ORIGINALLY WRITTEN JERRY ENGLER
Marion County’s farm economy began 2001 boosted by beef cattle prices and burnt by drought.
Farmers ended the year beleaguered by continuing low grain prices, another season of drought and a fat-cattle market that, in the words of Mike Kleiber, was “hammered” by the Sept. 11 terrorist event.
Kleiber, owner of both Ag-Power and Ag Service, said many persons in agriculture are “hanging on, hoping to get through” the difficult conditions.
Some silver linings
At least the costs of fuel and fertilizer have followed petroleum prices down after the highs last year to help farmers for a while, noted Lyman Adams, manager of Cooperative Grain & Supply.
Adams said a year ago, farmers were on “a roller-coaster ride” with anhydrous ammonia selling for $420 a ton and threatened shortages. This year, lower natural gas prices have brought the January price of ammonia down to $200, he said.
Rickey Roberts, Marion County agricultural agent, said even though news of the cattle markets sounds bad, “when you talk about cattle market, you can’t lump it all together like you can talking about wheat.
“There are various facets of the cattle business, stockers, feeders, cow-calf and so on, some of them have it terrible, and some of them are not that bad,” he said.
“The fat-cattle market is not good at all. In fact, it’s downright terrible. The feeder-cattle business, the yearlings which is that market for thousand-pound cattle, is OK. You can make it pay.
“It is hard to make any blanket statement on the cow-calf man. Many of them are making it work, and work well, but it’s really variable according to their input expenses, what they have to feed their cows. It depends on how they’re making it work with other segments of agriculture they’re tied into.”
Roberts said new technologies such as no-till and minimum tillage, and the equipment and herbicides that go with those practices, may give farmers more efficiency and reduced costs.
Kleiber sees many local farmers looking at the new tillage practices to reduce the number of times they go over a field with equipment.
“They’re looking at lowering the cost of production, and maximizing the economic yield,” he said. “The formula is always the same.”
New markets needed
But Roberts still doesn’t expect new methods to correct the low prices for commodities afflicting agriculture.
“We just need more markets, and even that’s obviously just part of the solution,” he said. “We actually need some kind of worldwide program.”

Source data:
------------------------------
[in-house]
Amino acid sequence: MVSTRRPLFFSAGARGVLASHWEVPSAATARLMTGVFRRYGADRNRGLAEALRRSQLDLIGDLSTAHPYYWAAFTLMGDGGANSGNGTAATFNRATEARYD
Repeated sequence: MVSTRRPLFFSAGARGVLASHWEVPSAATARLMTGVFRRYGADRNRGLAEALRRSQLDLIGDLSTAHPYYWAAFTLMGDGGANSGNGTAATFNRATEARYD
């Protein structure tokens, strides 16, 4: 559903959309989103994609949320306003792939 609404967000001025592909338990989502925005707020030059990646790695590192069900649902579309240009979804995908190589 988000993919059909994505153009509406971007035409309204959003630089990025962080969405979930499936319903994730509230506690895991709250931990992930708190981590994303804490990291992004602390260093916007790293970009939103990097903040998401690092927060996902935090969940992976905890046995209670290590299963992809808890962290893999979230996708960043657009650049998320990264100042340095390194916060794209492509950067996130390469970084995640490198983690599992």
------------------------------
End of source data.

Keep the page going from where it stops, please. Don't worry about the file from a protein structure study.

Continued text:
Roberts said even though American farmers are efficient, they are living in an era when mass production of crops is possible all over the world.
Shortfalls in one crop from drought in one part of the United States probably can’t bring up prices much in any commodity, he said.
He agreed a person might have to go back to the early 1970s and the Russian wheat deal to find a massive failure anywhere in the world that was capable of boosting crop prices for any length of time.
Other factors are economic and political that tend to override agricultural interests, such as the strength of the dollar, which makes it difficult for other countries to afford American grain, he said.
Roberts said he doubted that a worldwide program to even out production and marketing to help farmers will be achieved because of the political self-interest of nations.
Kleiber said the brightest spot may be that now is a decent time for anybody wanting to get into the cattle business or begin a new practice to do so.
“You get in when the markets are low, and ride them on the way up,” he said.
Luke Lindsay, manager of Countryside Feed, said that even with the facility’s processing capacity in the tens of thousands of tons of grain a month, business increased continuously over the last year because of expanded territory.
He said Countryside has overcome some of the slack in the agricultural market by taking feed to a 150- to 200-mile radius to other cooperatives and operations such as “the integrated hog business”-corporate hog farms.
He said Countryside’s specialty feed market continues to grow, too, with especially large amounts of feed going to turkey farms.